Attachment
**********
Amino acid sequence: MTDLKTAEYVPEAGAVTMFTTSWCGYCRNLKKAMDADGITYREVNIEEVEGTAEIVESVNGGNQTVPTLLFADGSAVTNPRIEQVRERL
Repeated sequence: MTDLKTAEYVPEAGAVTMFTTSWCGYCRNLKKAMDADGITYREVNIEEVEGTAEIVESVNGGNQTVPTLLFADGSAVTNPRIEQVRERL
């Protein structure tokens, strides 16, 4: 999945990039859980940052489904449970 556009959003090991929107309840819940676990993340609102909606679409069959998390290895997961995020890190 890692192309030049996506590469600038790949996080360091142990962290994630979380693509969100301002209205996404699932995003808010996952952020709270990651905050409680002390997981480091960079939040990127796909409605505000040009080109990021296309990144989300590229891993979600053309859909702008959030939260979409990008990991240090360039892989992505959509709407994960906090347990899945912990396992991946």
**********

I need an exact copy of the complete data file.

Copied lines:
Amino acid sequence: MTDLKTAEYVPEAGAVTMFTTSWCGYCRNLKKAMDADGITYREVNIEEVEGTAEIVESVNGGNQTVPTLLFADGSAVTNPRIEQVRERL
Repeated sequence: MTDLKTAEYVPEAGAVTMFTTSWCGYCRNLKKAMDADGITYREVNIEEVEGTAEIVESVNGGNQTVPTLLFADGSAVTNPRIEQVRERL
């Protein structure tokens, strides 16, 4: 999945990039859980940052489904449970 556009959003090991929107309840819940676990993340609102909606679409069959998390290895997961995020890190 890692192309030049996506590469600038790949996080360091142990962290994630979380693509969100301002209205996404699932995003808010996952952020709270990651905050409680002390997981480091960079939040990127796909409605505000040009080109990021296309990144989300590229891993979600053309859909702008959030939260979409990008990991240090360039892989992505959509709407994960906090347990899945912990396992991946």